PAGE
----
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UNHCR Concerned About Hungary’s Migration Policy But Wants To Enlarge Its HQ In Budapest

Tamás Székely 2015.07.03.

The United Nations High Commissioner for Refugees (UNHCR) has asked Hungary not to fast-track amendments to its asylum laws. The UN refugee agency told MTI it was “deeply concerned” by the proposed amendments to Hungary’s laws on asylum submitted to parliament earlier this week. The UNHCR asked Hungarian authorities to consult with civil organisations and the refugee agency on the proposed amendments before pushing them through.

On Monday, Hungary’s Interior Minister Sándor Pinter proposed amending several laws relating to migration and asylum to parliament. The main aims of the proposed legislation are to speed up procedures for assessing the claims of asylum-seekers and to turn back economic migrants as quickly as possible.

Montserrat Feixas Vihe, UNHCR regional representative for central Europe, said the amendments, if passed, would be “devastating” for thousands of people seeking asylum in Hungary. She asked the Hungarian government and parliament to ensure that asylum laws remain compatible with international and regional protection standards.

The agency said it is concerned about the speeding up of asylum proceedings, sending back asylum-seekers to unsafe third countries and the extended detention of asylum-seekers, specifically women and children. The statement touched on the 4-metre high fence the government is planning to build on the border with Serbia, saying that it would make asylum-seekers more vulnerable to human smugglers and traffickers.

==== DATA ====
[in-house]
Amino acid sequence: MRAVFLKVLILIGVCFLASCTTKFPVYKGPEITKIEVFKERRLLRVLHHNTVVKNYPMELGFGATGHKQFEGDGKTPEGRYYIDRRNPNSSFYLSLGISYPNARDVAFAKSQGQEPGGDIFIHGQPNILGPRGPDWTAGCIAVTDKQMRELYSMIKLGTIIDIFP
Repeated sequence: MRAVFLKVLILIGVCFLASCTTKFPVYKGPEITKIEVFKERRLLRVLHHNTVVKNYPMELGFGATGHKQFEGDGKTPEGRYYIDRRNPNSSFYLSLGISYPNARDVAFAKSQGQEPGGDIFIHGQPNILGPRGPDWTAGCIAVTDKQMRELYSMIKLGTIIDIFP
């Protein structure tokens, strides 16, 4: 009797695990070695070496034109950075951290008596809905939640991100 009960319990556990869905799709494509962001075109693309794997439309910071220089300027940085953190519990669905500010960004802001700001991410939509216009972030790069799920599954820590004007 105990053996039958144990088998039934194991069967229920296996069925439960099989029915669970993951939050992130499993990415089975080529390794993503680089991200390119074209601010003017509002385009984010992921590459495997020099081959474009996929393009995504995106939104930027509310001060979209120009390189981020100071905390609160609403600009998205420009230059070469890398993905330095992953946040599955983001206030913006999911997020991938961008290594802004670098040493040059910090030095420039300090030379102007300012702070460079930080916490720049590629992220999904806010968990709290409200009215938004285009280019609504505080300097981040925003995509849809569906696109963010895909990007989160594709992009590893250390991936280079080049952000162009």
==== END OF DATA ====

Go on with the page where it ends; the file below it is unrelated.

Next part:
On 20th of June, UNHCR launched a billboard campaign in Hungary to mark World Refugee Day. The campaign’s timing coincided with the Hungarian government’s controversial anti-immigration posters, which have been strongly criticised by the opposition and international organisations alike. However, UNHCR claimed that the timing is a mere coincidence.

On the very same day American star Angelina Jolie, who serves as a special envoy of the UNHCR, visited a Syrian and Iraqi refugee camp in Turkey, which has overtaken Pakistan to become the world’s largest refugee-hosting nation with more than 1.77 million in urban areas and government-run camps. She also met Turkey’s President Recep Tayyip Erdogan, discussing the crisis in the world’s largest refugee community, according to a press release from the UNHCR.

Meanwhile, the Hungarian government debated and approved the proposal on the finalisation and promulgation of the text of the protocol on the modification of the Agreement between Hungary and UNHCR. The agency wishes to extend the operations of its Global Service Centre operational in Budapest since 2007, and this necessitated the modification of the headquarters agreement signed in 2008.

The extension of the organisation’s Budapest operations has become topical, because the UN High Commissioner for Refugees must respond to the challenges of the ever increasing migration pressure, the Hungarian Foreign Ministry said. Hungary accepts everyone who is persecuted in his country due to his political views, religion or origin or for any other reason; however, it is unable to offer a home to illegal economic migrants, the Ministry insisted in the light of the UNHCR’s enlargement process.

via hungarymatters.hu, MTI, kormany.hu and unhcr.org photo: purepeople.com


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